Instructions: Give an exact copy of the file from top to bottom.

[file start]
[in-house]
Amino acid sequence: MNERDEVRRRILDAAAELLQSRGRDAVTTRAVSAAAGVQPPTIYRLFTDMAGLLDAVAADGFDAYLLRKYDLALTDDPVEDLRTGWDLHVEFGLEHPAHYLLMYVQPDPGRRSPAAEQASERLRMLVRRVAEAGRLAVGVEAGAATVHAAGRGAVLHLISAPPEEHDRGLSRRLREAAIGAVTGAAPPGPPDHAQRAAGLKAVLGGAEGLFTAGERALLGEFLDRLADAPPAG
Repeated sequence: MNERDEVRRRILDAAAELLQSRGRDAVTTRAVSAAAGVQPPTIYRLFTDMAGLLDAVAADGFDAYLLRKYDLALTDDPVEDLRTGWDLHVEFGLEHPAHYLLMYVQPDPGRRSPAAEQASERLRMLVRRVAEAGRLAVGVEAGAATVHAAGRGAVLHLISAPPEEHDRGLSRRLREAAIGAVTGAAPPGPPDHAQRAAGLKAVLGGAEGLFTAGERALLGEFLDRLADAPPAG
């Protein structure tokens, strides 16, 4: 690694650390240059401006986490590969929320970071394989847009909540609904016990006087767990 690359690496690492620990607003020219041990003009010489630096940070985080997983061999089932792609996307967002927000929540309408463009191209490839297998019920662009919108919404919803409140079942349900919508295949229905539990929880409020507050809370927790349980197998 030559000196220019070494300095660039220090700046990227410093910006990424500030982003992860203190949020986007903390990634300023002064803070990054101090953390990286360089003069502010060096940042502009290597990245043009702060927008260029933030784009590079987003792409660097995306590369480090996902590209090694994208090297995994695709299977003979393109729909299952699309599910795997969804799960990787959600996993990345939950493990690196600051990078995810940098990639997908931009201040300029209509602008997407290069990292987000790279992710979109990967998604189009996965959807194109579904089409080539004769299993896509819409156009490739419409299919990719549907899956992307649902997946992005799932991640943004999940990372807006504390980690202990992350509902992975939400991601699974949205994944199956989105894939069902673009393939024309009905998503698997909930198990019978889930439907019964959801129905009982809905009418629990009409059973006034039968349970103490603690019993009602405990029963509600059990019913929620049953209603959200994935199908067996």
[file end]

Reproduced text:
[in-house]
Amino acid sequence: MNERDEVRRRILDAAAELLQSRGRDAVTTRAVSAAAGVQPPTIYRLFTDMAGLLDAVAADGFDAYLLRKYDLALTDDPVEDLRTGWDLHVEFGLEHPAHYLLMYVQPDPGRRSPAAEQASERLRMLVRRVAEAGRLAVGVEAGAATVHAAGRGAVLHLISAPPEEHDRGLSRRLREAAIGAVTGAAPPGPPDHAQRAAGLKAVLGGAEGLFTAGERALLGEFLDRLADAPPAG
Repeated sequence: MNERDEVRRRILDAAAELLQSRGRDAVTTRAVSAAAGVQPPTIYRLFTDMAGLLDAVAADGFDAYLLRKYDLALTDDPVEDLRTGWDLHVEFGLEHPAHYLLMYVQPDPGRRSPAAEQASERLRMLVRRVAEAGRLAVGVEAGAATVHAAGRGAVLHLISAPPEEHDRGLSRRLREAAIGAVTGAAPPGPPDHAQRAAGLKAVLGGAEGLFTAGERALLGEFLDRLADAPPAG
């Protein structure tokens, strides 16, 4: 690694650390240059401006986490590969929320970071394989847009909540609904016990006087767990 690359690496690492620990607003020219041990003009010489630096940070985080997983061999089932792609996307967002927000929540309408463009191209490839297998019920662009919108919404919803409140079942349900919508295949229905539990929880409020507050809370927790349980197998 030559000196220019070494300095660039220090700046990227410093910006990424500030982003992860203190949020986007903390990634300023002064803070990054101090953390990286360089003069502010060096940042502009290597990245043009702060927008260029933030784009590079987003792409660097995306590369480090996902590209090694994208090297995994695709299977003979393109729909299952699309599910795997969804799960990787959600996993990345939950493990690196600051990078995810940098990639997908931009201040300029209509602008997407290069990292987000790279992710979109990967998604189009996965959807194109579904089409080539004769299993896509819409156009490739419409299919990719549907899956992307649902997946992005799932991640943004999940990372807006504390980690202990992350509902992975939400991601699974949205994944199956989105894939069902673009393939024309009905998503698997909930198990019978889930439907019964959801129905009982809905009418629990009409059973006034039968349970103490603690019993009602405990029963509600059990019913929620049953209603959200994935199908067996």